In the realm of fitness, few training methodologies have ignited as much debate, and enthusiasm, as CrossFit. CrossFit is characterized by its emphasis on constantly varied functional movements performed at a high intensity.
CrossFit workouts typically blend elements from Olympic weightlifting, endurance sports, and gymnastics. Yet, despite drawing from largely niche sports that require relatively high levels of skill, CrossFit has infiltrated mainstream fitness and promotes itself as an accessible form of training that anyone can do.
With its surge in popularity, CrossFit has also faced criticism about the foundational principles upon which it was formulated, along with outright skepticism about its ability to be implemented in an effective, safe, and sustainable fashion. Critics raise concerns about the potential injury risk of performing complex movements while under fatigue, the efficacy of trying to improve all aspects of fitness simultaneously, and the seemingly random nature of the workouts.
However, those who regularly participate in CrossFit do see impressive physical benefits in multiple areas. And the feats accomplished at the CrossFit Games each year continue to be astonishing. So, does a training style that produces these results really deserve such a bad rap?
Let’s review some of the strengths and weaknesses of CrossFit as a training regimen for developing overall fitness. While doing so, we might be able to answer the question of whether or not CrossFit is “bad” or if it holds up to the claims of accessibility and appropriateness for everyone.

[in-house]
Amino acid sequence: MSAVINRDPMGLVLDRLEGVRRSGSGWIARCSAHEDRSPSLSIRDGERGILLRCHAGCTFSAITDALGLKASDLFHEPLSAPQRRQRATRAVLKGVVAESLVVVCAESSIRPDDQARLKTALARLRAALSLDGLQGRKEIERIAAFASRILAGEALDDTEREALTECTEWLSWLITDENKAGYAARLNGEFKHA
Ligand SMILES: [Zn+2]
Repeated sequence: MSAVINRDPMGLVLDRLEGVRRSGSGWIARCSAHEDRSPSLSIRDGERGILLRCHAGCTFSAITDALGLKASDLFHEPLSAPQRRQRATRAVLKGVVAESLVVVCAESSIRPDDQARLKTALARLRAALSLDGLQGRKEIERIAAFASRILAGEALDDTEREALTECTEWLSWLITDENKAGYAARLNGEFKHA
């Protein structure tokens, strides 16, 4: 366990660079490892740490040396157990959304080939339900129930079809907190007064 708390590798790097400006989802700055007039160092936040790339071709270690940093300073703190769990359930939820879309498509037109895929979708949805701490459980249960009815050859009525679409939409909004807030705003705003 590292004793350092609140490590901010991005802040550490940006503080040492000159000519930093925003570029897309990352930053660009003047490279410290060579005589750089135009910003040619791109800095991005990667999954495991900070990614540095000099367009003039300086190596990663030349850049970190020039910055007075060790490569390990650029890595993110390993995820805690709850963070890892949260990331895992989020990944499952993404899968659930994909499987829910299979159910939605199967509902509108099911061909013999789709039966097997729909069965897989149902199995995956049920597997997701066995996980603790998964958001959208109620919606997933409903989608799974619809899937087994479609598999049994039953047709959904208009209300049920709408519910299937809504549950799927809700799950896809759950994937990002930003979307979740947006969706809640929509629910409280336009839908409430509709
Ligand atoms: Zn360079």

A Review of CrossFit Training
Having been an established force in the fitness world for more than two decades, and still steadily growing in popularity, CrossFit brings several clear benefits to the table. While these same benefits could sometimes be found with other training methodologies, they are inherently “built-in” to CrossFit training, delivering greater overall results.
Building Cardiovascular Fitness
Let’s face it, most people in the gym probably need to do more aerobic work, aka “cardio.” Even if you are primarily interested in building strength or muscle, it would likely benefit you to not only add cardiovascular training, but to do it via different methods, modalities, and intensities. (1) CrossFit excels at this.
More often than not, a CrossFit workout will require you to row, bike, run, or jump rope. Even workouts that don’t have these specific elements will develop some aspect of aerobic fitness or endurance due to their structure, often by incorporating circuit-style training.
But if your primary goals are developing strength and increasing muscle, won’t this hurt your progress or even cause you to lose your gains? Probably not. In fact, there’s a good chance it will help your long-term progress.
The common fear that aerobic exercise will hurt strength, power, and muscle gain is rooted in what’s known as the interference effect. This is the notion that, if multiple physical qualities are developed simultaneously, none of them are developed very well because they interfere with each other on a physiological level. It’s a “jack of all trades, master of none” situation.
The effect is most pronounced if the qualities require vastly different physiological adaptations, which is the case with strength/power and aerobic adaptations. However, if there is one thing CrossFit has shown us, it’s that the interference effect is not an issue for most trainees. Even fairly advanced trainees can experience significant gains in strength, power, and muscle while simultaneously improving aerobic fitness. (2)